“Where is everybody?” (Enrico Fermi)

If someone someday presents conclusive proof that we are alone in the universe, this writer, if still alive, will be deeply sad: no E.T., no phone home, no abductions replete with all the odd prurience that goes with the idea that “they” might be fascinated enough by our mammalian reproductive system to run some tests, no chariots of fire over the Mexican desert, no wrestling with angels … the list is long. And yet it must be said that our neighbours have been inordinately unforthcoming. Despite our avid interest in them they seem to show precious little real interest in us beyond a fly-by now and again for a quick check of the old fallopian tubes and off they go.

Are we too dull or too primitive or both? Are they really that uninterested or are they simply shy? Are they perhaps afraid of us? We are a belligerent little species after all and maybe the fact that their ships are way cooler than an iPhone 4GS doesn’t of itself give them sufficient edge. After all, most of Vlad the Impaler’s enemies were cooler than him, but it didn’t help them much, anymore than it helped Giordano Bruno who was burned at the stake in 1600 for suggesting that alien existence is mathematically irrefutable. Or are our neighbours waiting to know for sure what they should include in the hamper the day they officially drop by to welcome us to the galaxy?

Bats in my decoder

Maybe they’re still trying to find a gearing ratio large enough to tune their language down to a speed and format we might be able to understand. Whether they are performing this complex task in government research labs, as the loony fringe likes to imagine, or out in the boonies of the Milky Way somewhere, is an issue of some consequence for our future mutual communication. It’s a bad idea to write a phrasebook in a vacuum, you can end up with a helicopter full of eels. It’s also a very bad idea to program your language decoder using information gained from an “abductee”. It’s tough figuring out what the different types of high-pitched scream actually mean, as any new parent can tell you.

It is also much more satisfying, for three reasons, to believe that aliens are here in secret labs working away to improve our hardware and that the authorities are hiding the truth about these extra-terrestrial guests from us: firstly, insofar as they are capable of concealing such a weighty matter, it leaves the impression that government is itself an intelligent life-form, which is an essentially comforting thought. Secondly it is gratifying to believe that extraterrestrials are not so alien as to be unfamiliar with the correct channels for doing diplomatic business. Thirdly, the idea of our grey-skinned neighbours enjoying a stir-fry with the Obamas helps to confirm both our instinctive distrust of authority for not inviting us and an equally instinctive belief that, in full accordance with the principles of Copernican Mediocrity, anything “out there” is more likely to be into Thai food than havoc and mayhem.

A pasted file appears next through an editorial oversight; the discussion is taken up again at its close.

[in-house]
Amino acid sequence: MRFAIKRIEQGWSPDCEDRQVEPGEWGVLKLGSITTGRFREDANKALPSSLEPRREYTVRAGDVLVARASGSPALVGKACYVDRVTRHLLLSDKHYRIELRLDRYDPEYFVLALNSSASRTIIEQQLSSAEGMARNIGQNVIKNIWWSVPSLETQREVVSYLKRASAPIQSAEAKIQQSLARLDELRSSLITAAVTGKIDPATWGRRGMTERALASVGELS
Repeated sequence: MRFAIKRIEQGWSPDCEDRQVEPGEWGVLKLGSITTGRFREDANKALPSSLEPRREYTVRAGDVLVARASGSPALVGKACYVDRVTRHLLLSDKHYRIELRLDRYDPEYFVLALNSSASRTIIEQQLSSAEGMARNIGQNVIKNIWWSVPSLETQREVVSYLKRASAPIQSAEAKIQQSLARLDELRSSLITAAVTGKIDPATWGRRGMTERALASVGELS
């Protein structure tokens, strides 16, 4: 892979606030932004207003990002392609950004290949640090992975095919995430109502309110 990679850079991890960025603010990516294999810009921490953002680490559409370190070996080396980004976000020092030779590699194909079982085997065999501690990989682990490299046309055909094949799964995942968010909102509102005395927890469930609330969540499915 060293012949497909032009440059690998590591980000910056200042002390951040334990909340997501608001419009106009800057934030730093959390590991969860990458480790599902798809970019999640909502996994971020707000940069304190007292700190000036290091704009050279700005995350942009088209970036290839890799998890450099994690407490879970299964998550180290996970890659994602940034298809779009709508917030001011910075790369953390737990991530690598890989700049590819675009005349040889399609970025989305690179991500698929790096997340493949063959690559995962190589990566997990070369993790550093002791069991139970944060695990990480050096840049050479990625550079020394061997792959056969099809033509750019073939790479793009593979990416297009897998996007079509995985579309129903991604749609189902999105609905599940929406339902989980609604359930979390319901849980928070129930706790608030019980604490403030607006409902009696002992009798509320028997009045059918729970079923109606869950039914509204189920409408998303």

Because if we indeed are, as a Wikipedia article suggests: “a relatively ordinary planet orbiting a relatively ordinary star in a relatively ordinary galaxy, which is one of countless others in a giant (but relatively ordinary) universe”, then our relatively ordinary neighbours are more likely to be influenced by our mediocrity than we are by their exceptional status, mind-boggling kit and gorgeous eyes. Unfortunately, dumbing-down is every bit as likely to be an inter-galactic phenomenon as a parochial one. Copernican Mediocrity, like gravity, prevails.

Six and the SETI

Dr Frank Drake offers six parameters to be balanced in his famous equation designed to ascertain the density of ‘intelligent life-supporting’ planets and the emergence of civilizations, to wit: the rate of formation of suitable stars, the fraction of those stars which are orbited by planets, the number of Earth-like worlds per planetary system, the fraction of planets where intelligent life develops, the fraction of possible communicative planets and the “lifetime” of possible communicative civilizations. Only three things are needed to wipe out the entire, stunning house of potentially very large numbers that are left, even after all Drake’s six parameters have been accounted for: Gamma Rays, the Peter Principle and Murphy’s Law.

Gamma ray storms caused by imploding stars or suns having a bad corona day can and do regularly sterilize entire galaxies, many of which may have already developed highly advanced civilizations with perfectly functioning interplanetary parliamentary democracies run by coalitions of even more than two parties.

The Peter Principle will ensure that whoever gets promoted far enough up the pay scale to lead a diplomatic, or even punitive expedition (after all, we broadcast John Denver at them for years) to our little earth will probably be too incompetent to find us but will likely find something else instead, such as the galactic equivalent of America.

And finally, Murphy’s Law will ensure that if they, against all other odds, finally succeed in getting here after an intergalactic journey of eons (because even if you take the new hyperpass round Gideon Tertillus and bear left at Midas Mount onto the Gigabahn A374, it’s still a really long way, believe me), everything that can go wrong will have gone wrong in reverse order of importance: leaving them no can openers, no decoders, no microwave transmission, no firepower and no way back. Hope they like stir-fried prawns in garlic sauce.

Edwin Drood

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